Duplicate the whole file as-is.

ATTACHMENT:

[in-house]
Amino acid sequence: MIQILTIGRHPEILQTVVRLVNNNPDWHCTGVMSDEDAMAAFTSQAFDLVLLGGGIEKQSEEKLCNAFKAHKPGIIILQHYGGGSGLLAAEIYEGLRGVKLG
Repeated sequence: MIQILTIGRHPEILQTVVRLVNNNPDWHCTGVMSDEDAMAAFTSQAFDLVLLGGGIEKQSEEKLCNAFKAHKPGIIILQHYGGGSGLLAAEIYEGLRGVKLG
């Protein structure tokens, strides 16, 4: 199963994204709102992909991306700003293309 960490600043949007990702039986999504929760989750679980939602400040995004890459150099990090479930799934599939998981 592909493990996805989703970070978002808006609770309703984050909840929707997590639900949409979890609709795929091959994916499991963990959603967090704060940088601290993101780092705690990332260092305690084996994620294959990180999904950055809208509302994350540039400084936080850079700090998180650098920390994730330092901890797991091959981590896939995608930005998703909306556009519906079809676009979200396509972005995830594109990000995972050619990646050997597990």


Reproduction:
[in-house]
Amino acid sequence: MIQILTIGRHPEILQTVVRLVNNNPDWHCTGVMSDEDAMAAFTSQAFDLVLLGGGIEKQSEEKLCNAFKAHKPGIIILQHYGGGSGLLAAEIYEGLRGVKLG
Repeated sequence: MIQILTIGRHPEILQTVVRLVNNNPDWHCTGVMSDEDAMAAFTSQAFDLVLLGGGIEKQSEEKLCNAFKAHKPGIIILQHYGGGSGLLAAEIYEGLRGVKLG
């Protein structure tokens, strides 16, 4: 199963994204709102992909991306700003293309 960490600043949007990702039986999504929760989750679980939602400040995004890459150099990090479930799934599939998981 592909493990996805989703970070978002808006609770309703984050909840929707997590639900949409979890609709795929091959994916499991963990959603967090704060940088601290993101780092705690990332260092305690084996994620294959990180999904950055809208509302994350540039400084936080850079700090998180650098920390994730330092901890797991091959981590896939995608930005998703909306556009519906079809676009979200396509972005995830594109990000995972050619990646050997597990």